WASHINGTON - Are spreads on new mortgages purchased by Fannie Mae and Freddie Mac in a long-term decline?

Debate heated up last week as two stock analysts tackled the issue in new reports about the narrowing spread between the interest the agencies pay for funds and they interest they collect.

The question was raised two weeks ago by analyst Jonathan Gray of Sanford C. Bernstein & Co., who argued that aggressive portfolio purchases by the two agencies are pushing down spreads.

But in a report on Fannie Mae issued Aug. 9, Steven Eisman of Oppenheimer & Co. said spreads on new mortgages remain "slightly lower" than previous levels.

Mr. Eisman said he was unsure if lower spreads represent a long-term trend, or continue because mortgage originations are below the unusually high levels of refinancings in 1992 and in 1993.

In another report, David Hochstim, an analyst at Bear Stearns & Co., argued against the trend. Though initial spreads on new mortgages have fallen from the levels of refinancings, he said overall returns on investment are hardly changed.

"Purchases made when the yield curve is steeper may provide slightly higher initial returns, but lower returns later on. The overall returns, however, are hardly changed from current levels," Mr. Hochstim wrote.

The issue is important because most of the earnings at both agencies now come from interest income on their mortgage portfolios. Together, their portfolios total about $335 billion.

Mr. Gray's concern is that as loan purchases by the agencies account for an increasing share of the growth in mortgage credit, Fannie Mae and Freddie Mac are pushing down spreads on these loans.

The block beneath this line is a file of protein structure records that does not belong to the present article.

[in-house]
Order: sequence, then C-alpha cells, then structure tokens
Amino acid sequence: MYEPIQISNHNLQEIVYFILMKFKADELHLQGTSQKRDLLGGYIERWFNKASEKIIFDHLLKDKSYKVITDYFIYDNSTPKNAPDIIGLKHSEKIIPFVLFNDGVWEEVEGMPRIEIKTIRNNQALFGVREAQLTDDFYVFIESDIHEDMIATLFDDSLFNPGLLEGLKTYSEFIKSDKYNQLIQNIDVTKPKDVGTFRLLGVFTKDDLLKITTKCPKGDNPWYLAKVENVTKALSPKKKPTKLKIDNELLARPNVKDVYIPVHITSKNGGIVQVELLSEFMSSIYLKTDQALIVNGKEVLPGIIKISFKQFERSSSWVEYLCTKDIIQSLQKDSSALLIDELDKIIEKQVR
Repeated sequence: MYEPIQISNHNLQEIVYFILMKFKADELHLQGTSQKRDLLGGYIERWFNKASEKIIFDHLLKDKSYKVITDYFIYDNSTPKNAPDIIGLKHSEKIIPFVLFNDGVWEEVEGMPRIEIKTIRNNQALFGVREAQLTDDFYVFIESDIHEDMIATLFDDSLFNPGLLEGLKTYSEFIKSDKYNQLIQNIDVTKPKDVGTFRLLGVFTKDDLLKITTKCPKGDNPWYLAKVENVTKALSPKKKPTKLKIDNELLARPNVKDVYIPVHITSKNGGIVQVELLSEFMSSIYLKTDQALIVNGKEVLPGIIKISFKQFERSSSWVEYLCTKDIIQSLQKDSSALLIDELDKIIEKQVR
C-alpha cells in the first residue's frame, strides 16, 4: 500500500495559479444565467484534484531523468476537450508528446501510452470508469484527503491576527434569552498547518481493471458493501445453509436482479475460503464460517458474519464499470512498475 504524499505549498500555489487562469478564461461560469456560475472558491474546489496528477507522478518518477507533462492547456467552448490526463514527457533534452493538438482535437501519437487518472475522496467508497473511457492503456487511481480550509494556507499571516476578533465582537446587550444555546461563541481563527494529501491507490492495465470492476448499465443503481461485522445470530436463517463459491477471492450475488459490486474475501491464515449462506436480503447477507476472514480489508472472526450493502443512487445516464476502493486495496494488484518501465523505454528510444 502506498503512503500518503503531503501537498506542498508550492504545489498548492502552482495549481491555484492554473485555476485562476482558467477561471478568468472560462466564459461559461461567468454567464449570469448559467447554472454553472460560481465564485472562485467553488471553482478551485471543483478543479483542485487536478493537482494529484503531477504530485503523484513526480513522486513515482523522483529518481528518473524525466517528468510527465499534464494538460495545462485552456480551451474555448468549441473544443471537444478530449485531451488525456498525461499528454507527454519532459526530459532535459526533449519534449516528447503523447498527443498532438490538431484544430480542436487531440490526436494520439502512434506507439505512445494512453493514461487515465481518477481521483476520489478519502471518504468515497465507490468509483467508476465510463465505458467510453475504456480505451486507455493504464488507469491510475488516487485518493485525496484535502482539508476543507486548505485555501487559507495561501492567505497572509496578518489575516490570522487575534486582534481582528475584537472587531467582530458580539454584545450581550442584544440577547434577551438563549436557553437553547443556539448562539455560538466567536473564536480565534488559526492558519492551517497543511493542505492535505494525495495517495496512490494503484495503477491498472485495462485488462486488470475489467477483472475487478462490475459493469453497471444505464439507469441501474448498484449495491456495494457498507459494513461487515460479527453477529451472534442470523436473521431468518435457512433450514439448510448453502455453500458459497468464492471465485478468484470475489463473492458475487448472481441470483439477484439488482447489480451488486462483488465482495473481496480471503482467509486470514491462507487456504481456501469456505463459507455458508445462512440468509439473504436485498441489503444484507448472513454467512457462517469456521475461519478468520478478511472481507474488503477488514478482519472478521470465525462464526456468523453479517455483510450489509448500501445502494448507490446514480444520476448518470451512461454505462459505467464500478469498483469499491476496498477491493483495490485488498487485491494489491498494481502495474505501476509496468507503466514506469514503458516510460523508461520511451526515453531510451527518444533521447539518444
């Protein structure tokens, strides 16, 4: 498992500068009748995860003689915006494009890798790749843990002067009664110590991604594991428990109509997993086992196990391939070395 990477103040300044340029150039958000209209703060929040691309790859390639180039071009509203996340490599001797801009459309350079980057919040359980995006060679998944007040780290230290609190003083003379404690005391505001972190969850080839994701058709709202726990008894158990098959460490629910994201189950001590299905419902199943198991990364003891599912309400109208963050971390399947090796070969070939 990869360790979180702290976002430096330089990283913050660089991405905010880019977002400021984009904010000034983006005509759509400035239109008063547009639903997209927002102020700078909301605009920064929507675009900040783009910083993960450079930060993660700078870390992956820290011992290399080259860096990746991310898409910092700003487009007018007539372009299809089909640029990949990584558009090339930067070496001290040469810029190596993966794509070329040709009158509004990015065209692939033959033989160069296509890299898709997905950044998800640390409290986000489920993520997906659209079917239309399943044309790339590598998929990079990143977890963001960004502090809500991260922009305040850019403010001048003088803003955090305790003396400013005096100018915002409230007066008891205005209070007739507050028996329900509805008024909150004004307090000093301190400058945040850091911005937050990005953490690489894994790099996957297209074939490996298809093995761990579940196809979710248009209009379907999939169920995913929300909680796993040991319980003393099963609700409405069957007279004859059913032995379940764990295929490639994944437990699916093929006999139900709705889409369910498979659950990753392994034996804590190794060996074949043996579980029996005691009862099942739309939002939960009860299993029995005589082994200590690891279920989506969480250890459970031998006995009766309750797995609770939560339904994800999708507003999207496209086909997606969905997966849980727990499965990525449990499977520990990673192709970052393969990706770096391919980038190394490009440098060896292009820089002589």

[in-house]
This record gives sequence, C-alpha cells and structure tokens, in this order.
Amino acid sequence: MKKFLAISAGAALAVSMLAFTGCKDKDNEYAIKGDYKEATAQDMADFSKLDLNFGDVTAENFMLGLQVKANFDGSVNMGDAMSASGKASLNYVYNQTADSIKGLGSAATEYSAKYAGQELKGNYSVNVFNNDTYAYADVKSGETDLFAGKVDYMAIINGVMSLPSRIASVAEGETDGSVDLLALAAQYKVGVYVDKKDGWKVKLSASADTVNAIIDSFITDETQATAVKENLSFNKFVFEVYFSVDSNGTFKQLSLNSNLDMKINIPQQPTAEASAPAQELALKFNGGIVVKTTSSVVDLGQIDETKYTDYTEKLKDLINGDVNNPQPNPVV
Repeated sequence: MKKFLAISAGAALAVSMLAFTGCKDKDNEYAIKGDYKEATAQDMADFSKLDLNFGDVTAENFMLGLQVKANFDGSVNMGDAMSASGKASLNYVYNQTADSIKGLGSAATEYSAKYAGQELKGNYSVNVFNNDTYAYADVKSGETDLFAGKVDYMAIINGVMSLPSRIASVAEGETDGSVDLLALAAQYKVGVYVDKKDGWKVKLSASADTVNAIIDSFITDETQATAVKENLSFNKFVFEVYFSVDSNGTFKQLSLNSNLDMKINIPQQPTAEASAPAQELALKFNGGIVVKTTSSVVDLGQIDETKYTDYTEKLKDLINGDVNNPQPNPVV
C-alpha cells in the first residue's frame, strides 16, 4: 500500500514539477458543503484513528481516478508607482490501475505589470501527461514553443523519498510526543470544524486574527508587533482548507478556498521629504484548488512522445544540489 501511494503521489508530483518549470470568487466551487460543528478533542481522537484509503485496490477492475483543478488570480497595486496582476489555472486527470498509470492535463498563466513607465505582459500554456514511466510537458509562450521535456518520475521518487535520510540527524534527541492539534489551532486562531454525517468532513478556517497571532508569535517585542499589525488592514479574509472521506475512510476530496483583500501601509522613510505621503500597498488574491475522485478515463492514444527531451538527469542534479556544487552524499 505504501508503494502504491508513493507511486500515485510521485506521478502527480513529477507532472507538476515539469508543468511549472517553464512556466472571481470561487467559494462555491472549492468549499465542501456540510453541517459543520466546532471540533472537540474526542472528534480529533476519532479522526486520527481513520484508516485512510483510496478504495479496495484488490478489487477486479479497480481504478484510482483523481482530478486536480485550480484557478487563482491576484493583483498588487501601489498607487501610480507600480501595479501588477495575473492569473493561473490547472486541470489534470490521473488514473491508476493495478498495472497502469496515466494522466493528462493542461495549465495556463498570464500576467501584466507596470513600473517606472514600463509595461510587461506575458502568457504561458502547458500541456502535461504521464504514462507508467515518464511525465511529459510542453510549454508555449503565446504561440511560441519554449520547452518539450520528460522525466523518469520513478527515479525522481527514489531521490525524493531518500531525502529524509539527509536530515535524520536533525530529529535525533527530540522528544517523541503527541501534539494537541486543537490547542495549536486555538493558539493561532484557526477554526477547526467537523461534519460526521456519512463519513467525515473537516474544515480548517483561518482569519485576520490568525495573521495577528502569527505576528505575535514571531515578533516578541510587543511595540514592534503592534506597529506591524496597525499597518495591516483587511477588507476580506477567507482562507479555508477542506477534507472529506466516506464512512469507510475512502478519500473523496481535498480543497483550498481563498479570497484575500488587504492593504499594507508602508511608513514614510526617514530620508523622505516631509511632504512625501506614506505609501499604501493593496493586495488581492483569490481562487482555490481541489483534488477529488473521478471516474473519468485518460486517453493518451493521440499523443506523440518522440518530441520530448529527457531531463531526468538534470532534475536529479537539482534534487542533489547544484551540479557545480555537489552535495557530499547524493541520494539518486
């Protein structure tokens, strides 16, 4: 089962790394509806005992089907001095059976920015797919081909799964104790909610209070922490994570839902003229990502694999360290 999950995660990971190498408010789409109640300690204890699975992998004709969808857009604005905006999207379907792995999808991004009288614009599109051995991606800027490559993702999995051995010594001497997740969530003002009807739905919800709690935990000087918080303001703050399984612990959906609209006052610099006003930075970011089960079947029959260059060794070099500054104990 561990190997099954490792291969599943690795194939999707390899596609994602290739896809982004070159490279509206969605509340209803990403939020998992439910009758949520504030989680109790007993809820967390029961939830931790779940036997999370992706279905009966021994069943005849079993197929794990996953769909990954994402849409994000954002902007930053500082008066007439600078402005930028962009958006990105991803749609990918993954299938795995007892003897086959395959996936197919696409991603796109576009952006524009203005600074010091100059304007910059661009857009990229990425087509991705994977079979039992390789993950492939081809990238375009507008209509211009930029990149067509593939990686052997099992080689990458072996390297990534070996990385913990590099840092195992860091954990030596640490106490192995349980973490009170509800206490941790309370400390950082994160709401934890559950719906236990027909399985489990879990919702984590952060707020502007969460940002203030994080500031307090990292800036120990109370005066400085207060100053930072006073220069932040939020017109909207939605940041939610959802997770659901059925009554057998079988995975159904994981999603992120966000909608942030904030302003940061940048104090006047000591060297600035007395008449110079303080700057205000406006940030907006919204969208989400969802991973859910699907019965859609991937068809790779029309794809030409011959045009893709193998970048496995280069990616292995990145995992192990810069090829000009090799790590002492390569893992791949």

Mr. Gray also argued that falling spreads would make earnings growth at the two agencies more vulnerable to rising interest rates.

He recommended that investors reduce their exposure to the stocks of both agencies.

Unlike Mr. Gray, Mr. Eisman maintained his "buy" rating on Fannie Mae stock because spreads are still wide, he said. Mr. Hochstim raised his rating from "attractive" to "buy."

Spreads on new mortgages fell to historic lows earlier this year as the supply of fixed-rate loans that the agencies chiefly buy dropped drastically.

In Mr. Eisman's model, using the yields on five-year Treasury instruments to measure spreads on agency debt and mortgages, spreads fell 150 to 190 basis points in 1992 to a low point of 70 basis points in January 1995.

Beginning in the spring, spreads steadily increased to their current level of 115 basis points, still below the normal level of 120 to 130 basis points, Mr. Eisman wrote.

Paul Scarpetta, vice president for shareholder relations at Freddie Mac, criticized Mr. Eisman's model as oversimplified because it uses only one kind of instrument to measure mortgage yields and debt costs. In fact, both agencies use a wide range of instruments to fund their purchases.

Mr. Scarpetta said the same problem afflicts Mr. Gray's analysis of business conditions at the agencies.

And more fundamentally, he argued, though initial returns are lower now than they were during the refinance boom, returns on equity on mortgage purchases remain around 22% or 23%.

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